How does this person (apparently a woman!) know this? But let’s assume it is accurate. I could buy a tiny amount of ambergris and market a scent as containing real ambergris, simply by using enough so that there are a few molecules of it in each bottle. Nobody would be able to smell it (and if there was enough for them to smell it they might not like it!), but it might help stimulate magical thoughts about a particular company producing scents that are perceived as much “greater” than those released by other companies!

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Do we need to be discreet when discussing discreet scents?

On a recent Basenotes.net thread, a question was asked about “discreet” scents:

http://www.basenotes.net/threads/433269-Discreet-subtle-modern

The title was simply “Discreet/subtle modern.”  As one might expect, there were some rather questionable recommendations, such as Eau Sauvage, which is not only non-subtle, but it’s certainly not “modern.”  One person even suggested Pi, which is about as far from discreet as one can get!  I mentioned this, which seemed to offend him, and then I pointed out that if you are going to make such a suggestion you might want to ask yourself how that scent would fare if the opposite question were to be asked.  In this case, Pi would likely be suggested by many if the question involved the loudest scents that are widely available!

But the point I tried to make to the OP (and anyone who hadn’t thought of it previously) is that if you are like most people, and have a limited budget, then you might want to spend very little on a discreet scent that is “modern.”  I mentioned the $4 bottle of Cuba’s Silver/Blue (100 ml) I purchased recently.  It reminds me a bit of Allure Homme Sport, but simpler and more subtle, though of course one could spray more to achieve the desired effect (a major advantage of “super cheapos,” again, if you are on any kind of budget).  Someone took issue with my comment, at one point saying:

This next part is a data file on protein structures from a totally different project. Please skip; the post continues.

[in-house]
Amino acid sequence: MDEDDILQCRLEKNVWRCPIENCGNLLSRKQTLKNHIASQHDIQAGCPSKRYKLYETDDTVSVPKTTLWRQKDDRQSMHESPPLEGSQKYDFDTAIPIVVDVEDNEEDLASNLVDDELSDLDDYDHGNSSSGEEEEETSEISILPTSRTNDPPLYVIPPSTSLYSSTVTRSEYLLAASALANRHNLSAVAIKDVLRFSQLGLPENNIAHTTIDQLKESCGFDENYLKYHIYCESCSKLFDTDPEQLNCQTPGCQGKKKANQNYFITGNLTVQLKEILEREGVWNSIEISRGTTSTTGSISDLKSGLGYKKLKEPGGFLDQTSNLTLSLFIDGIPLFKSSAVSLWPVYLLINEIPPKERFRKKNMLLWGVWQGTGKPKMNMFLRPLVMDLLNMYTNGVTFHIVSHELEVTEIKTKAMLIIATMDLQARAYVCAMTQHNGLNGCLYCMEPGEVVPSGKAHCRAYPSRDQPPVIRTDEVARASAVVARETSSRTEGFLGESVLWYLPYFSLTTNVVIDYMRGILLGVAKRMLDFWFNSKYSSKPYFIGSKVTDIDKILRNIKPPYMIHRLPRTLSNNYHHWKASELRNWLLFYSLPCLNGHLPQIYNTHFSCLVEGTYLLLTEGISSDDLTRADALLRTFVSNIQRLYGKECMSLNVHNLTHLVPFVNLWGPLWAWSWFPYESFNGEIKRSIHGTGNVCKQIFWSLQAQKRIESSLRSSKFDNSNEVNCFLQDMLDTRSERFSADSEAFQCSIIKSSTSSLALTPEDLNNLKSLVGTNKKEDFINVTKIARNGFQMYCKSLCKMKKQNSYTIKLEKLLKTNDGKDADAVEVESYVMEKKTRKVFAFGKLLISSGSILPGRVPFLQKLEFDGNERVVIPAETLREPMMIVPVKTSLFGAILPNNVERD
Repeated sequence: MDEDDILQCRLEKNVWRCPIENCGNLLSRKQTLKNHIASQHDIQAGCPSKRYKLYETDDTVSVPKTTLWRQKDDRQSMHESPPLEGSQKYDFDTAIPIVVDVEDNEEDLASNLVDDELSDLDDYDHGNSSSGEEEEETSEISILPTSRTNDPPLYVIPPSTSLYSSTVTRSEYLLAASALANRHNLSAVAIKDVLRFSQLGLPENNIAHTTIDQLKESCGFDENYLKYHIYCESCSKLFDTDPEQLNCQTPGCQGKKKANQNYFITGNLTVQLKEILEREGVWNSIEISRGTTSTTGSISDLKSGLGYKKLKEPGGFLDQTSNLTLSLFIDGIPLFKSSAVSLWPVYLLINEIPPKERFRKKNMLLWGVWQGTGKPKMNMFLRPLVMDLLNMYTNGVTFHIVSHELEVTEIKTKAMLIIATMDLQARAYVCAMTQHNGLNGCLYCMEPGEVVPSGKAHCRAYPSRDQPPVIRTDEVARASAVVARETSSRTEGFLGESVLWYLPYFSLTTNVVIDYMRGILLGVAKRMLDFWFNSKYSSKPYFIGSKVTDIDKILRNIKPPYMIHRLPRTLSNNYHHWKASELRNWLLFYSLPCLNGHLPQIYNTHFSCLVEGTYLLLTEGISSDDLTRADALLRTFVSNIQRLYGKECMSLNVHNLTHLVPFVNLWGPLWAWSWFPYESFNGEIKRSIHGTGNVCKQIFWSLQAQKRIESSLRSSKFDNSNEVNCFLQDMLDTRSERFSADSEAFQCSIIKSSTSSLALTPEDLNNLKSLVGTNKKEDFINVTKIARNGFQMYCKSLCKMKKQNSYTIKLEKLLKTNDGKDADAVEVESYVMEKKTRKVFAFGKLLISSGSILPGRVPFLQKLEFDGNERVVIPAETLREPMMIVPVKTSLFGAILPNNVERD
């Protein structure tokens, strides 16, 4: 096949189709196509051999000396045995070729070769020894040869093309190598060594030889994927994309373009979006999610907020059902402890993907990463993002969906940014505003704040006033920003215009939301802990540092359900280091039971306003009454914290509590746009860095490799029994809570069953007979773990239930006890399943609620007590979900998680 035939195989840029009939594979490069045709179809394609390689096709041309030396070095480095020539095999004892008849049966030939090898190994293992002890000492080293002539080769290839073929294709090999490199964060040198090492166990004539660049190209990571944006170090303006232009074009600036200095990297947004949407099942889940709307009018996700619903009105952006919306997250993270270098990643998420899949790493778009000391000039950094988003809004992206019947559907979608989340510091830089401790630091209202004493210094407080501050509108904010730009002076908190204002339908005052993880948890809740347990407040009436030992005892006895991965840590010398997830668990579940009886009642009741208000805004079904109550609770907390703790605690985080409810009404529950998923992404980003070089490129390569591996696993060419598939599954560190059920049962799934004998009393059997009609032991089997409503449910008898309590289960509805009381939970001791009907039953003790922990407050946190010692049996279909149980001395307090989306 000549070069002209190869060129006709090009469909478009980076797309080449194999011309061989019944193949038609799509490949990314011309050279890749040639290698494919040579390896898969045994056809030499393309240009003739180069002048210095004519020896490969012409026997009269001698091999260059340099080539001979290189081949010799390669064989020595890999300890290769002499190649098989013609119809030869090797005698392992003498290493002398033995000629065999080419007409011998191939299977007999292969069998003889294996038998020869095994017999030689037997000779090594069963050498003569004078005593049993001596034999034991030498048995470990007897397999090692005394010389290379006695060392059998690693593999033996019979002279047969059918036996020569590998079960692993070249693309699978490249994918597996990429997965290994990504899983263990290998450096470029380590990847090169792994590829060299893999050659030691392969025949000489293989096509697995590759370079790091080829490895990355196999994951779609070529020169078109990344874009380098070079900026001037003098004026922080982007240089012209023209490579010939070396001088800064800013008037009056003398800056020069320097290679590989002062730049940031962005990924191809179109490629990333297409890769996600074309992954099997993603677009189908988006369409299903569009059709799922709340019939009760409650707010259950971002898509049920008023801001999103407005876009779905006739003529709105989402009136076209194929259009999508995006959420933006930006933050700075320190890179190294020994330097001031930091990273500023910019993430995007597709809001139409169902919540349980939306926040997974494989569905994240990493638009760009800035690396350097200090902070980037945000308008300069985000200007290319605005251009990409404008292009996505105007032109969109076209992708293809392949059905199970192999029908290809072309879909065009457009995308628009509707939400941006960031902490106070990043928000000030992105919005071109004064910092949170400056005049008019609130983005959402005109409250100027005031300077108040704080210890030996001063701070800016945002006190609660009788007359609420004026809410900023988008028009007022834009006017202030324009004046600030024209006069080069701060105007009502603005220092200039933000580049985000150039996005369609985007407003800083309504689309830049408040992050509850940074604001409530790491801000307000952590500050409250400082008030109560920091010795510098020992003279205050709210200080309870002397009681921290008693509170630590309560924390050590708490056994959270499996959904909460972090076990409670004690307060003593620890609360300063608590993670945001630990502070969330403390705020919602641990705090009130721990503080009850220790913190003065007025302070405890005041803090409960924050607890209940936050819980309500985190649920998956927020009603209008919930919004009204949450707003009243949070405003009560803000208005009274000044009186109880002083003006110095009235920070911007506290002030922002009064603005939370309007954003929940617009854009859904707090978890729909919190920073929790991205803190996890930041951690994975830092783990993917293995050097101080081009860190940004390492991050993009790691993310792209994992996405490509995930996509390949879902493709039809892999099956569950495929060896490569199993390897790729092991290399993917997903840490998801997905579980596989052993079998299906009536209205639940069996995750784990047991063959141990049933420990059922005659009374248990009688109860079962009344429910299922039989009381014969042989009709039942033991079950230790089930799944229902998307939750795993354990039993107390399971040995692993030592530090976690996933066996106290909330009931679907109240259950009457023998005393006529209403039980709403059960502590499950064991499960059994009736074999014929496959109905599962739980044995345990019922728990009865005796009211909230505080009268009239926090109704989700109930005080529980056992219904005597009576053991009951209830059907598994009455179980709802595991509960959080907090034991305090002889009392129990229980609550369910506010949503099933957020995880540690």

You’re not really asking why somebody would buy something nice for himself, are you? Yikes.

I guess some people see ‘discreet’ as being a bad thing. Not me. Not at all.

I never said it was “bad” to spend $80 or more on a scent that one likes, just that it might cause problems if another scent subsequently was desired but the budget had been “broken” on that discreet scent!  As most others might, I can go on a spending spree whenever I like, at least until the credit card is declined, but is that the standard for all such recommendation threads?  It sounds ridiculous to me, and what this person did was to set up a “straw man” argument, but he only made himself look desperate, for those who still respect logic to a large degree.  After all, if I could get a Lutens type scent at the dollar store, you can bet I’d stock up on them.  I wouldn’t say to myself, “I should buy something nice for myself, and there’s nothing nice at the dollar store.”  These are just smells.  You can either get what you want for let’s say $10 or less or you can’t.  If you can but you don’t you are wasting your money – at least admit it, for goodness sake!